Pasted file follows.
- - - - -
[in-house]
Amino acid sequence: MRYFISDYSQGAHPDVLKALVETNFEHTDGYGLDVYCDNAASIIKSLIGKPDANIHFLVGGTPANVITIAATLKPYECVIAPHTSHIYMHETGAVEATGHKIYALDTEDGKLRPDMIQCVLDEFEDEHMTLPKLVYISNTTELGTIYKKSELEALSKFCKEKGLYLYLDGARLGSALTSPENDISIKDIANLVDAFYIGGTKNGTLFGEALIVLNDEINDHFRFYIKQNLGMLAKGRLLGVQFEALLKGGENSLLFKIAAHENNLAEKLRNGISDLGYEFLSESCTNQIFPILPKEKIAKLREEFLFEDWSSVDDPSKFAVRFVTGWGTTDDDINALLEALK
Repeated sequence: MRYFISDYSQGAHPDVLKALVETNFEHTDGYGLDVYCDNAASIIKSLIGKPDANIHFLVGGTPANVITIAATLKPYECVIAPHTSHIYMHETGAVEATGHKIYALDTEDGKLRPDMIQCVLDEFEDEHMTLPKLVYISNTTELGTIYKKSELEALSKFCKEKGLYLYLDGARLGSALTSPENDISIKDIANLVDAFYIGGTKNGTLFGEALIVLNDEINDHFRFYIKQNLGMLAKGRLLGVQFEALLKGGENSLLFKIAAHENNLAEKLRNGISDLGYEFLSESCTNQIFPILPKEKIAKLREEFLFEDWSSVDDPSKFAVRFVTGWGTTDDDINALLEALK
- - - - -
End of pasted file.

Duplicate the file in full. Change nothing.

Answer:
[in-house]
Amino acid sequence: MRYFISDYSQGAHPDVLKALVETNFEHTDGYGLDVYCDNAASIIKSLIGKPDANIHFLVGGTPANVITIAATLKPYECVIAPHTSHIYMHETGAVEATGHKIYALDTEDGKLRPDMIQCVLDEFEDEHMTLPKLVYISNTTELGTIYKKSELEALSKFCKEKGLYLYLDGARLGSALTSPENDISIKDIANLVDAFYIGGTKNGTLFGEALIVLNDEINDHFRFYIKQNLGMLAKGRLLGVQFEALLKGGENSLLFKIAAHENNLAEKLRNGISDLGYEFLSESCTNQIFPILPKEKIAKLREEFLFEDWSSVDDPSKFAVRFVTGWGTTDDDINALLEALK
Repeated sequence: MRYFISDYSQGAHPDVLKALVETNFEHTDGYGLDVYCDNAASIIKSLIGKPDANIHFLVGGTPANVITIAATLKPYECVIAPHTSHIYMHETGAVEATGHKIYALDTEDGKLRPDMIQCVLDEFEDEHMTLPKLVYISNTTELGTIYKKSELEALSKFCKEKGLYLYLDGARLGSALTSPENDISIKDIANLVDAFYIGGTKNGTLFGEALIVLNDEINDHFRFYIKQNLGMLAKGRLLGVQFEALLKGGENSLLFKIAAHENNLAEKLRNGISDLGYEFLSESCTNQIFPILPKEKIAKLREEFLFEDWSSVDDPSKFAVRFVTGWGTTDDDINALLEALK